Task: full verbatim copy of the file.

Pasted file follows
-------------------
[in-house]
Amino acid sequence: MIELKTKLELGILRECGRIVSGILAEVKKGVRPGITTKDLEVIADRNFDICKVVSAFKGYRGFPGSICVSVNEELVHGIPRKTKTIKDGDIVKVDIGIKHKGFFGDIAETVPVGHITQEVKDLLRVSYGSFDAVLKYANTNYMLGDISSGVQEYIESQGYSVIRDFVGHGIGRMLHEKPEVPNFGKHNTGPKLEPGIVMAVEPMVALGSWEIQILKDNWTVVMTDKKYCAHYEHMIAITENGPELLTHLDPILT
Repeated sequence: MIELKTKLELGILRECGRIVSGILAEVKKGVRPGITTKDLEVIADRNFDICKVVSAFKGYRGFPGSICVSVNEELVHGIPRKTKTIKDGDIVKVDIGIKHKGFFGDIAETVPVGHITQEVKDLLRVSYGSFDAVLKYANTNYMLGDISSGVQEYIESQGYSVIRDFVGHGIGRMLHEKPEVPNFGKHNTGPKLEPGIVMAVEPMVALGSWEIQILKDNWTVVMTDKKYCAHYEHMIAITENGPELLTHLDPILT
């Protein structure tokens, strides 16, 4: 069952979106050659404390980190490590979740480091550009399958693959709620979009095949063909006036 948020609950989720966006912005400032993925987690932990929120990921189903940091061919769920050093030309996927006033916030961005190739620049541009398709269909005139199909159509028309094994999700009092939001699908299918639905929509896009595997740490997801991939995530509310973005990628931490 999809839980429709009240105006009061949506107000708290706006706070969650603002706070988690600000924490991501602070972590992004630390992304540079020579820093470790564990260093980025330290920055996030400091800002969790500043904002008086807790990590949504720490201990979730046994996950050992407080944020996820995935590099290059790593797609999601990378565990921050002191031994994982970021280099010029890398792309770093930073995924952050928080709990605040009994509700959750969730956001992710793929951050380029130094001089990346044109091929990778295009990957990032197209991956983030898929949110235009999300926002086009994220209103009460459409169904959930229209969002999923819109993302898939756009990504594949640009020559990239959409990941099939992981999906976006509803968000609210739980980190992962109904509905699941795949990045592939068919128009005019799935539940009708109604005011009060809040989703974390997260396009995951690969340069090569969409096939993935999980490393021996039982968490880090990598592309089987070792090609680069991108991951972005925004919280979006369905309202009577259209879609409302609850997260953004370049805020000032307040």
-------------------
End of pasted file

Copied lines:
[in-house]
Amino acid sequence: MIELKTKLELGILRECGRIVSGILAEVKKGVRPGITTKDLEVIADRNFDICKVVSAFKGYRGFPGSICVSVNEELVHGIPRKTKTIKDGDIVKVDIGIKHKGFFGDIAETVPVGHITQEVKDLLRVSYGSFDAVLKYANTNYMLGDISSGVQEYIESQGYSVIRDFVGHGIGRMLHEKPEVPNFGKHNTGPKLEPGIVMAVEPMVALGSWEIQILKDNWTVVMTDKKYCAHYEHMIAITENGPELLTHLDPILT
Repeated sequence: MIELKTKLELGILRECGRIVSGILAEVKKGVRPGITTKDLEVIADRNFDICKVVSAFKGYRGFPGSICVSVNEELVHGIPRKTKTIKDGDIVKVDIGIKHKGFFGDIAETVPVGHITQEVKDLLRVSYGSFDAVLKYANTNYMLGDISSGVQEYIESQGYSVIRDFVGHGIGRMLHEKPEVPNFGKHNTGPKLEPGIVMAVEPMVALGSWEIQILKDNWTVVMTDKKYCAHYEHMIAITENGPELLTHLDPILT
């Protein structure tokens, strides 16, 4: 069952979106050659404390980190490590979740480091550009399958693959709620979009095949063909006036 948020609950989720966006912005400032993925987690932990929120990921189903940091061919769920050093030309996927006033916030961005190739620049541009398709269909005139199909159509028309094994999700009092939001699908299918639905929509896009595997740490997801991939995530509310973005990628931490 999809839980429709009240105006009061949506107000708290706006706070969650603002706070988690600000924490991501602070972590992004630390992304540079020579820093470790564990260093980025330290920055996030400091800002969790500043904002008086807790990590949504720490201990979730046994996950050992407080944020996820995935590099290059790593797609999601990378565990921050002191031994994982970021280099010029890398792309770093930073995924952050928080709990605040009994509700959750969730956001992710793929951050380029130094001089990346044109091929990778295009990957990032197209991956983030898929949110235009999300926002086009994220209103009460459409169904959930229209969002999923819109993302898939756009990504594949640009020559990239959409990941099939992981999906976006509803968000609210739980980190992962109904509905699941795949990045592939068919128009005019799935539940009708109604005011009060809040989703974390997260396009995951690969340069090569969409096939993935999980490393021996039982968490880090990598592309089987070792090609680069991108991951972005925004919280979006369905309202009577259209879609409302609850997260953004370049805020000032307040």